Mind Zero was originally a Playstation Vita exclusive released back in 2014. It was jointly developed by Acquire and ZeroDiv, and published by Aksys Games in North America. The game was also greenlit on Steam. Now, this Steam version is finally being released; nearly two years later.
Mind Zero is essentially a first-person dungeon crawler RPG wrapped in a visual novel. It often gets compared to Persona, and while it is obvious it was somewhat inspired by the series, it is not a fair comparison. Mind Zero has much more in common with Etrian Odyssey or SMT: Soul Hackers. However, Mind Zero’s dungeon crawling is much more bare-bones than these other games. Puzzles are limited to finding switches to open paths, or moving through series of straight-forward conveyer belts. The dungeon designs are long-winded, but simultaneously uninspired. Because of this, and a because of a rather high encounter rate, dungeon crawling eventually feels more like a chore than like satisfying exploration.
What’s worse, the game has quite a lot of balancing problems. Because encounters happen often, experience is plentiful. Level-ups are common. However, the stat growth gained from leveling up never feels significant. Similarly, you’re rewarded for exploring with treasure chests, but decent items are dropped so often from combat that these rewards lose their worth.
Mind Zero’s battle system has problems, too. Each player uses a “MIND” to fight in combat. The player is able to freely toggle between using the skills of the MIND and attacking as a human each turn. When using your MIND and their skills, your Life Points are used up. When doing this, you take damage to your Magic Points. When you are a human, you’re able to recharge your Magic Points and you take damage to your Life Points as normal. In addition, TP is used up by skills and slowly refills each turn. The initial concept is a good one, and I was having fun at first. However, they quickly introduce an elemental magic system. This is where problems begin.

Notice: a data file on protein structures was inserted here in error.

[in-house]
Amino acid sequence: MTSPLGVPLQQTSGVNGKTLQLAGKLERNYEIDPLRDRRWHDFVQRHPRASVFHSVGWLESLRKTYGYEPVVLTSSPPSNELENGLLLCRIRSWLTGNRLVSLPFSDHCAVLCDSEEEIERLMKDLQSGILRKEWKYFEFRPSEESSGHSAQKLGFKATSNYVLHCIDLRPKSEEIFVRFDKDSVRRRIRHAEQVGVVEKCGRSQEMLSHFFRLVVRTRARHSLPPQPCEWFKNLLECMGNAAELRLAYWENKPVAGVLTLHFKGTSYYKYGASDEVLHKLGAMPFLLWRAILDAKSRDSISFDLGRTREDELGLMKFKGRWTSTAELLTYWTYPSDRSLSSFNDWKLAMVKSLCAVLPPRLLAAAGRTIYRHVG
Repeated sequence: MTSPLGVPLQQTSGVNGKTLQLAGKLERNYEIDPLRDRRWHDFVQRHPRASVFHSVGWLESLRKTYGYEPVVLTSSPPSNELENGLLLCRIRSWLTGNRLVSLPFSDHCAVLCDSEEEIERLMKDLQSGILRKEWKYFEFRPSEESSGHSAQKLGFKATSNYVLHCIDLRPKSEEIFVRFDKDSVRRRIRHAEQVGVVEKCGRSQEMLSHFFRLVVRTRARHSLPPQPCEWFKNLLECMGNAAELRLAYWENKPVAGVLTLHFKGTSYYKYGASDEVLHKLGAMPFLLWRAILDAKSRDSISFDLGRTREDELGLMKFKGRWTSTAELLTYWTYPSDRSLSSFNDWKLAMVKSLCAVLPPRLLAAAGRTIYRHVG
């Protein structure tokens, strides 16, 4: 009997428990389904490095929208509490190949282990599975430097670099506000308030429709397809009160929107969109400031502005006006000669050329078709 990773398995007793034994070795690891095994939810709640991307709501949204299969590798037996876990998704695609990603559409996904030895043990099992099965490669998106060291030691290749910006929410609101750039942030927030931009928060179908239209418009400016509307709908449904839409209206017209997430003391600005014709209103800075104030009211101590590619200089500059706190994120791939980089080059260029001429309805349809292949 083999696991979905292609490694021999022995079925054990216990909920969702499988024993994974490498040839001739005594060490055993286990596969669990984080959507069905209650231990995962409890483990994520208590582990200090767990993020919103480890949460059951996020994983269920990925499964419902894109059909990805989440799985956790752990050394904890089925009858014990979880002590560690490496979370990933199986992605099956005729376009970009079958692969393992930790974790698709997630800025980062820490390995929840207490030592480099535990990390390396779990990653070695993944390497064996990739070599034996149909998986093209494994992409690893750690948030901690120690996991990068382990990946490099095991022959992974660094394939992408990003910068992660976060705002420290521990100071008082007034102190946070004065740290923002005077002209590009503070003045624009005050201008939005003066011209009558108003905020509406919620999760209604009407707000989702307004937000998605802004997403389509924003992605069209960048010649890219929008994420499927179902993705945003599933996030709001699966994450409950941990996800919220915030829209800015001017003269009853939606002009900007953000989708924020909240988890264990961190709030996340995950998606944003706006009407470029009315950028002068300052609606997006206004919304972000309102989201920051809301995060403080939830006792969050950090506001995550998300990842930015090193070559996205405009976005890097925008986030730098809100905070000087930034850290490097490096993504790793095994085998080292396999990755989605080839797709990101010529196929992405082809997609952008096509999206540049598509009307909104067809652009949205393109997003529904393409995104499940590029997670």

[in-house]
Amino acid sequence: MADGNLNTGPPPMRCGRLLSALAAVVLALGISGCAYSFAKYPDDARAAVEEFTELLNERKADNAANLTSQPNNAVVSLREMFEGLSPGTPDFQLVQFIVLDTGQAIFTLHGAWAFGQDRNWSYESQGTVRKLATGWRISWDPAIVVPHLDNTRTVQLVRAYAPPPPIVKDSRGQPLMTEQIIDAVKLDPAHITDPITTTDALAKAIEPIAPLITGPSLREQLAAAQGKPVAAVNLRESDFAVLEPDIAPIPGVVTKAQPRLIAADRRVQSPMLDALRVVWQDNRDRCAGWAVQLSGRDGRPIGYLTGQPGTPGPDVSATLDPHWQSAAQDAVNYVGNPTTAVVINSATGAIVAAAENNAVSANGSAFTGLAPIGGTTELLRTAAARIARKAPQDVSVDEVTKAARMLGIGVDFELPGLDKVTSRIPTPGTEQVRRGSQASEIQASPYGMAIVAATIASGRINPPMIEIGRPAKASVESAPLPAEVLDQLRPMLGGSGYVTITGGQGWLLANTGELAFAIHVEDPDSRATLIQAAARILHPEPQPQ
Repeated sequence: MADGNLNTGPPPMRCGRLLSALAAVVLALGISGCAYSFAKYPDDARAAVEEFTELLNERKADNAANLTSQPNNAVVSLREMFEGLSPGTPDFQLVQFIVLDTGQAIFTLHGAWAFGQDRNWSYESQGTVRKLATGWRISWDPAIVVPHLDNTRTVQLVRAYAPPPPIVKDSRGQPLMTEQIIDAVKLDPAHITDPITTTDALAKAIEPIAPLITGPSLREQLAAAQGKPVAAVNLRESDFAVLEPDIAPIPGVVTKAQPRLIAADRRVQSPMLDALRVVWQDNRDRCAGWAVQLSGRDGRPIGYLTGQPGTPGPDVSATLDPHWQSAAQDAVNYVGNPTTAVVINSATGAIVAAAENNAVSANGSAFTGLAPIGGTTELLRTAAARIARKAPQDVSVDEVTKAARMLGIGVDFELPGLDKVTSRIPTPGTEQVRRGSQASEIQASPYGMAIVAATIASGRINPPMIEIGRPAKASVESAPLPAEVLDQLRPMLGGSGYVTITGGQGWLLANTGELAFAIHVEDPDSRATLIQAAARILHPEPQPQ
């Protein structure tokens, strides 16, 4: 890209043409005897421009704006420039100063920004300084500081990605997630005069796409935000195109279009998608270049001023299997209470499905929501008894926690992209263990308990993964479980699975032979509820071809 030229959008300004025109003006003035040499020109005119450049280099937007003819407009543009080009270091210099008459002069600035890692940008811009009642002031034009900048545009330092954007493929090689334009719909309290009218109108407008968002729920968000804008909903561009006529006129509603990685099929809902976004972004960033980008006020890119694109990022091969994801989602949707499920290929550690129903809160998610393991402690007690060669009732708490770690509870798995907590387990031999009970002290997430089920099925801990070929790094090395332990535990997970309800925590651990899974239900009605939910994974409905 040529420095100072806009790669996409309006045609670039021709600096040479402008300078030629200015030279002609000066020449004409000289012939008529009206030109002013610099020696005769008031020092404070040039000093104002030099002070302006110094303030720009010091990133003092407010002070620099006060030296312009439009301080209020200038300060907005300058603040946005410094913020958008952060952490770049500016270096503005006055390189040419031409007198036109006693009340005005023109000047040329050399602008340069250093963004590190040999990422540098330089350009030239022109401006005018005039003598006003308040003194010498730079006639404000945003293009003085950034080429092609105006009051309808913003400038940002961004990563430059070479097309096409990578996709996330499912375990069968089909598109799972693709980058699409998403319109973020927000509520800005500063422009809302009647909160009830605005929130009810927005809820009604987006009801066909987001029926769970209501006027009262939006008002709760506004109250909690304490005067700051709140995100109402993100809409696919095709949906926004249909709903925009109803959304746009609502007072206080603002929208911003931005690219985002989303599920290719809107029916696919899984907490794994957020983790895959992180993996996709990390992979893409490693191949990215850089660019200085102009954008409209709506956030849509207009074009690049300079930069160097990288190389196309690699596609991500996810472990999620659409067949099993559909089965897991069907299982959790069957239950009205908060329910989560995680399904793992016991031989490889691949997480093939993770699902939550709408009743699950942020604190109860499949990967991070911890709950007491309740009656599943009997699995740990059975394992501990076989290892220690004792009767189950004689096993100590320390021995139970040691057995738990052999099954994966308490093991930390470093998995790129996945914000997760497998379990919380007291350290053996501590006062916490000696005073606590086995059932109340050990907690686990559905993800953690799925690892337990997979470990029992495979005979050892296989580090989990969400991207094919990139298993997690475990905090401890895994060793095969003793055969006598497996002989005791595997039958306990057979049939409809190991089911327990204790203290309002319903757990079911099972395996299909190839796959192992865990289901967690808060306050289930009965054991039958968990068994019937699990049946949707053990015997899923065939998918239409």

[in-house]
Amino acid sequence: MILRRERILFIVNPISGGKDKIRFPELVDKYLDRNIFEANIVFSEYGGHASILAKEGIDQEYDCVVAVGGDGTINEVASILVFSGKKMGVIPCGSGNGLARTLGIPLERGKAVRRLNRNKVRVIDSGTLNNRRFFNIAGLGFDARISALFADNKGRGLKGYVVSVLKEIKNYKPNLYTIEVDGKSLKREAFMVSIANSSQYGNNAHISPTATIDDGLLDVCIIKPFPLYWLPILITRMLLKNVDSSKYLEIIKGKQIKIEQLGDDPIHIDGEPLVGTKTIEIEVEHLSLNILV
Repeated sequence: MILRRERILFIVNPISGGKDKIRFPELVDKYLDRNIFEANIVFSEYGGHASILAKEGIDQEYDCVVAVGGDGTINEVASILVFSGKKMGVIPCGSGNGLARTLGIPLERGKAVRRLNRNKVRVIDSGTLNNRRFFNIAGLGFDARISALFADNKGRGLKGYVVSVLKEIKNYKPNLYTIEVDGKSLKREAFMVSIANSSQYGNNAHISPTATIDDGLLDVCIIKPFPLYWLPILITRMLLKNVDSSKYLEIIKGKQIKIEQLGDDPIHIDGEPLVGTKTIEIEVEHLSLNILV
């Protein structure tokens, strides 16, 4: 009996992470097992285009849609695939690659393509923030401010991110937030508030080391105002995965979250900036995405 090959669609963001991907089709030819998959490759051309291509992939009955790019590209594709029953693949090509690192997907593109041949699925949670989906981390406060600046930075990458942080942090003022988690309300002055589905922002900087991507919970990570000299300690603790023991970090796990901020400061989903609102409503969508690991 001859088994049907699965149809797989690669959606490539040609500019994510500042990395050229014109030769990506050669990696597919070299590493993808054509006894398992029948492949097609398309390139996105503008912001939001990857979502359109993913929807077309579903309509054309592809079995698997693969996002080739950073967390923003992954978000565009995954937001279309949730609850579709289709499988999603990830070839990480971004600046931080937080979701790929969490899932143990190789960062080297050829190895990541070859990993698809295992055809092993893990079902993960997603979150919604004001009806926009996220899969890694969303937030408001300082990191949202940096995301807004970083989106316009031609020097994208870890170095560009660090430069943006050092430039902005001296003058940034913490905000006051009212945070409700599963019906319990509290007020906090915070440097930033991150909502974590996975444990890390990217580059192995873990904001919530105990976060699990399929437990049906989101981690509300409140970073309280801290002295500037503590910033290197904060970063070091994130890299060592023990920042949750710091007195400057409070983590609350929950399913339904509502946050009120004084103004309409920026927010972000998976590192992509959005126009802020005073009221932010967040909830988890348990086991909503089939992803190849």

The elemental system seems to break the damage calculations. The game doesn’t tell you this in any tutorial, but each “MIND” can damage well with only certain elements. You can see these by pressing a button on the status menu. I accidentally found this out while searching for information about the game. My question was: “Why do my base attacks do more damage than the magic attacks the enemies are weak to?” So, I re-equipped my skills to the correct characters. This slightly boosted damage, but never fixed the problem. Because damage output felt so out of my control and battles happened so often, I ended up switching from Normal to Easy difficulty. Only here did the elemental attacks seem to actual work correctly. However, enemies now did minuscule amounts of damage, effectively negating all strategy and challenge in the game.
Mind Zero also has problems with pacing. Dungeons vary between being reasonable and being tediously long-winded, with little warning. The first dungeon of the game had 4 floor. The second one had 9, with floors nearly twice the size. Two additional mechanics in the game are: the ability to fuse skills together to make stronger ones, and the ability to level-up skills. The problem is: I wasn’t able to do so for the first 9 hours I played. Only after unlocking a third new area was I finally able to use the skill points that I’d been earning from every single battle since the start of the game. Problems like these make the gameplay feel tedious. It’s a real shame, too. The gameplay had promise, but feels uninspired and half-finished.